id              873f7b12-dec8-c182-024e-e3f065d8a9f1
    
  12. Repeat the step to add user bsmith to the bob-smith entity.

    Example:

    $ vault write identity/entity-alias name="bsmith" \
            canonical_id="631256b1-8523-9838-5501-d0a1e2cdad9c" \
            mount_accessor=$(cat accessor.txt)
    
    Key             Value
    ---             -----
    canonical_id    631256b1-8523-9838-5501-d0a1e2cdad9c
    id              55d46747-b99e-6a82-05f5-61bb60fd7d15
    
  13. Review the entity details.

    $ vault read identity/entity/id/<entity_id>
    

    The output should include the entity aliases, metadata (organization, and team), and base policy.

  14. Since the policies were written against secret/ path, enable key/value secrets engine at secret/ if it's not already done so.

    $ vault secrets enable -path=secret/ kv-v2
    

Step 2: Test the Entity

To better understand how a token inherits the capabilities from the entity's policy, you are going to test it by logging in as bob.

  1. First, login as bob.

    $ vault login -method=userpass username=bob password=training
    
    Key                    Value
    ---                    -----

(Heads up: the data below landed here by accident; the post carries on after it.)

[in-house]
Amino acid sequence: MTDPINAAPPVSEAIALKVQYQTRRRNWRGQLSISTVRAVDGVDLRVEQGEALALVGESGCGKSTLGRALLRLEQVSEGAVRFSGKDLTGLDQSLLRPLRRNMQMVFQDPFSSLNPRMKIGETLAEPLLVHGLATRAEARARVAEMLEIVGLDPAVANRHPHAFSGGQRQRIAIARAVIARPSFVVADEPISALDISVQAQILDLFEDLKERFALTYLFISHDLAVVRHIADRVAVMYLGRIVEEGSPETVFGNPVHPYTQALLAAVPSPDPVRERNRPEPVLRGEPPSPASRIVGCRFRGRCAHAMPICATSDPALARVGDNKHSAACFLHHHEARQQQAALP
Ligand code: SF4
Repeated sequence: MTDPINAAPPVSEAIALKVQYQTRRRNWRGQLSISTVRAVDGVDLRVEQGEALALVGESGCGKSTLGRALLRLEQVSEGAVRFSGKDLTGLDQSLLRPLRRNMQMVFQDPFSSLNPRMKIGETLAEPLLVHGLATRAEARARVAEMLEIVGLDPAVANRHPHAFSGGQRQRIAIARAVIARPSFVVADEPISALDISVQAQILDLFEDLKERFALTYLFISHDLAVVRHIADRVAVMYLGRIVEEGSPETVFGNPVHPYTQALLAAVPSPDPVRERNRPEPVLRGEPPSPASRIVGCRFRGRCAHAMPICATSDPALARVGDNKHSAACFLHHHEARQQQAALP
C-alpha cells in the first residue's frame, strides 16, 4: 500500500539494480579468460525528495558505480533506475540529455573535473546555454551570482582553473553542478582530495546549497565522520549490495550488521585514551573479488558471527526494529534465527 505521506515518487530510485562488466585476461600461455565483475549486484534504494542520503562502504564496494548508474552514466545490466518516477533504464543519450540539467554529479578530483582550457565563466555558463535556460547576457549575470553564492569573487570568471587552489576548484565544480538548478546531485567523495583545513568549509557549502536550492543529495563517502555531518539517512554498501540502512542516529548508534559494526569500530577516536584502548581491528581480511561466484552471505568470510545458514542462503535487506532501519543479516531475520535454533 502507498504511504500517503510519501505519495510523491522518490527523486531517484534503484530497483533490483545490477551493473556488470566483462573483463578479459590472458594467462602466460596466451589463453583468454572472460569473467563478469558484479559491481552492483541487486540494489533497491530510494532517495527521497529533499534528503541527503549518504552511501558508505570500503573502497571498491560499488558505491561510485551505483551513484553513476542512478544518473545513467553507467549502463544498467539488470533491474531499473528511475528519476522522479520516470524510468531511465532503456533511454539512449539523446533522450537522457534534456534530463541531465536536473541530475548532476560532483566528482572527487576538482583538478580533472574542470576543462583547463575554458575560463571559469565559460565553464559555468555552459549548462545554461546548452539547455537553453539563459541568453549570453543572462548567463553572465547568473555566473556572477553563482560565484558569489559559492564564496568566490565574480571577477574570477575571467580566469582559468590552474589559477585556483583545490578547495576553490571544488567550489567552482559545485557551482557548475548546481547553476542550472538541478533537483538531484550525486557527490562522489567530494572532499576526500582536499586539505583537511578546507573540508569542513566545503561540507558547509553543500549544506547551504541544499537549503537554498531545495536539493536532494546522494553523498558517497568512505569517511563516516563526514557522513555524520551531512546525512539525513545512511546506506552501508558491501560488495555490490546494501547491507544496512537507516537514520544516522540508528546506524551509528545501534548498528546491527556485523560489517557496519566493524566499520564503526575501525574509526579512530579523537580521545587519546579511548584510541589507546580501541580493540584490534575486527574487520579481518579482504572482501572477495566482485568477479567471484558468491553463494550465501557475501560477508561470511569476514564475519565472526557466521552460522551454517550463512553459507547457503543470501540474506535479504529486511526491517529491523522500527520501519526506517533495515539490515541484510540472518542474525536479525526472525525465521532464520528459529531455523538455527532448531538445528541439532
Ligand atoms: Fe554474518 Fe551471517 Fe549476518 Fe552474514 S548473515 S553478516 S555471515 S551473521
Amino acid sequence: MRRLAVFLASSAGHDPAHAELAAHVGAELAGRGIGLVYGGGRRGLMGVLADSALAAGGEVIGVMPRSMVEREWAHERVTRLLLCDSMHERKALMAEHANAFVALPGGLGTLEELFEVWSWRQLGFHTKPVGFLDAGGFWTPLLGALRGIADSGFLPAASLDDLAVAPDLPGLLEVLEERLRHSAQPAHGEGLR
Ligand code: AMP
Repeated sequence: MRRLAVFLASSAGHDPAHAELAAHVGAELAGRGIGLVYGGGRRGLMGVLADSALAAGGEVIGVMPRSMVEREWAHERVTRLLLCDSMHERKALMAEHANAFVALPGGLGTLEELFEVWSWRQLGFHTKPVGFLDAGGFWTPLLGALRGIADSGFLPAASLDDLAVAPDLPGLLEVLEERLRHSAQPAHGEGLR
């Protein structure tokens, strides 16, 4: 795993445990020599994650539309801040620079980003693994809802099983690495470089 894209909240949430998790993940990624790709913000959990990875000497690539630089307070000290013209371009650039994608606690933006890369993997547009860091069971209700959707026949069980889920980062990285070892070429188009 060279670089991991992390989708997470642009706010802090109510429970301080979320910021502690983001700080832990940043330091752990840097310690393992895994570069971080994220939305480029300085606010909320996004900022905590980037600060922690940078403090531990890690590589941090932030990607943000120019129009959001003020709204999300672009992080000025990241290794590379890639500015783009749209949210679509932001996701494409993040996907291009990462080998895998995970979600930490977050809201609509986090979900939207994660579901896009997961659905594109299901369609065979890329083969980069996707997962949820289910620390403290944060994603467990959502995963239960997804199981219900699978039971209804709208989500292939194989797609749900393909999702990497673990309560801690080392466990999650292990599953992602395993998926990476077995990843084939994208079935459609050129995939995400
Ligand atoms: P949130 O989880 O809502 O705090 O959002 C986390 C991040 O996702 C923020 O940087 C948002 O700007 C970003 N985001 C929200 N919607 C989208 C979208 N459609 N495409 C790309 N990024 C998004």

token                  ac318416-0dc1-4311-67e4-b58381c86fde
    token_accessor         79cced7b-51df-9523-920f-a1579687516b
    token_duration         768h
    token_renewable        true
    token_policies         ["default" "test"]
    identity_policies      ["base"]
    policies               ["base" "default" "test"]
    token_meta_username    bob
    
  2. The test policy grants CRUD operations on the secret/test path. Test to make sure that you can write secrets in the path.

    $ vault kv put secret/test owner="bob"
    Success! Data written to: secret/test
    
  3. Although the username bob does not have base policy attached, the token inherits the capabilities granted in the base policy because bob is a member of the bob-smith entity, and the entity has base policy attached. Check to see that the bob's token inherited the capabilities.

    $ vault token capabilities secret/data/training_test
    create, read